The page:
Now the Senate preference tickets are out, which is the list that determines where your votes go if you vote Above The Line in the Senate. To my dismay, I discover the Sex Party are preferencing One Notion and the gun nuts above the Greens. That's it for me, no more support whatsoever.

What appears to have happened is that serial microparty deal maker Glenn Druery cut a range of deals that resulted in Sex Party and Wikileaks ultimately passing preferences over to One Notion. Pauline Pantsdown has done some fantastic analysis which describes how the game is played.


Polly Morgan also has some interesting insights. Really interestingly is it seems one person was responsible (and failed) for submitting the voting tickets for five parties, which kind of puts the lie to it!


More disappointment comes with news that anti-gambling campaigner Nick Xenophon has preferenced the two major parties, who have worked together to stymie his proposed gambling reforms, ahead of the only other major party that has supports his goals.

The safest approach this election is to vote 1 Greens above the line in the Senate. If you want to have complete control over your vote, try out the Below The Line site, but be sure you don't mess it up and end up making your ballot informal!

Underbelly Arts

We went out to Cockatoo Island on Sunday to the Underbelly Arts Festival. It was a stunning sunny day and the kids had a fantastic time. Kids seem to immediately understand that "art" just means "play" and get right into it.

No Marque, you can shove your environmental "concerns"

"Due to environmental concerns Marque Restaurant no longer uses bottled mineral water. In this regard we have installed a chilled, filtered, carbonated water system. To support this initiative $5 per person will be added to every bill."

Marque menu

Environmental "concerns" that give you an excuse to add $5 to everyone's bill. Riiiiight.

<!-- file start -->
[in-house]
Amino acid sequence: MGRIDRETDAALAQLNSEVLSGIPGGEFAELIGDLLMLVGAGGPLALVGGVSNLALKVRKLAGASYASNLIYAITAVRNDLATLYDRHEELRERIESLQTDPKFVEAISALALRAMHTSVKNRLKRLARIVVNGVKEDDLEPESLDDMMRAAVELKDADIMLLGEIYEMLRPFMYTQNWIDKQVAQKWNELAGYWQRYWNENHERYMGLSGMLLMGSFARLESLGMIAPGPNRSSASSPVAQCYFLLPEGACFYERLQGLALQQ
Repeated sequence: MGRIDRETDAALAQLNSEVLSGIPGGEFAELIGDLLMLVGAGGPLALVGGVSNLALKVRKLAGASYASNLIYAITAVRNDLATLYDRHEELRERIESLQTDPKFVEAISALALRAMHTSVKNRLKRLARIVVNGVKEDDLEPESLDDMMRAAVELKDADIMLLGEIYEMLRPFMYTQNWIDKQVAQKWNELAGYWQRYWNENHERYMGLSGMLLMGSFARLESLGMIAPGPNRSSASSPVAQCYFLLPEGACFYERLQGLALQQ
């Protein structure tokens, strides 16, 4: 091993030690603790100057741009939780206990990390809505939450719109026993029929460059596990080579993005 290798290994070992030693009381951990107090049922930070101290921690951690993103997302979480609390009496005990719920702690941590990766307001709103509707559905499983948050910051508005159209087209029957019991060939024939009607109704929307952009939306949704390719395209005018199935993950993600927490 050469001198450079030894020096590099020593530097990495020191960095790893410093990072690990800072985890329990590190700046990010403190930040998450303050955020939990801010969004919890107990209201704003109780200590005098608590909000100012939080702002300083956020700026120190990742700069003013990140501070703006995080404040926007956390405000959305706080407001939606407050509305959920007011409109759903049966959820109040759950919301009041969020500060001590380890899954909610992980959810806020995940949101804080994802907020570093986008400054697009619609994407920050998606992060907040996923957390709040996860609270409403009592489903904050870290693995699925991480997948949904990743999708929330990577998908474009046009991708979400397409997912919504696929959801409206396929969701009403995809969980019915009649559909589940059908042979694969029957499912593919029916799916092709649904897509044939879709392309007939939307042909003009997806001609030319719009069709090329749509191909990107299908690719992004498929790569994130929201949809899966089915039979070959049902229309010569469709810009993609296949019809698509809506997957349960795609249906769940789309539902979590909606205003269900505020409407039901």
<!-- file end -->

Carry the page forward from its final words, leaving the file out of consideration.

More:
This is a restaurant that charges $245 per person for food + matching wines, yet they think adding a mandatory $5 so the pampered diners can have water a grade above Sydney's perfectly fine tap. No, you can shove that right up your clacker Marque. I can't stand bottled water, but paying for tap water is even more outrageous. Can I order un-wankified tap and get it free?

Shopping around for a fancy restaurant for our 15th anniversary. Marque just moved off the consideration list.

Our new local: Young Henry, The Cure's a Forest, brisket sandwich and a kid play room

The Henson opened tonight in the old "Henson Park Hotel" premises around the corner, after a short hiccup with their license. They've done a great job, stripping back some of the covers over the original art deco features, installing a kiddie play area, opening out the old back room as a great bistro. We were walking back from the park and thought we'd check it out and decided to stay for dinner. I think we were the first official customers in the place. This is probably the first blog post reviewing it.

Excellent beers on tap: we sampled the Young Henry's Real Ale and Matilda Bay's new Minimum Chips golden lager. Delicious. Dinner for me was a "knuckle sandwich": brisket, pickles, coleslaw on rye. Holly went the brown rice kimchi goreng and the kids had real fish fingers and chips. Yummo! All excellent.

Smokers are confined to a small section of the outdoor area, so you can eat outside without having to breathe that. What's more, the tables in view of the kiddie play area are smoke free and heated. Brilliant!

Welcome to the area Henson. We'll be back for sure. Possibly even tomorrow night if you're gonna have the Australia vs Japan match on...

The photos below are from the Powerhouse Museum and show the pub in 1936.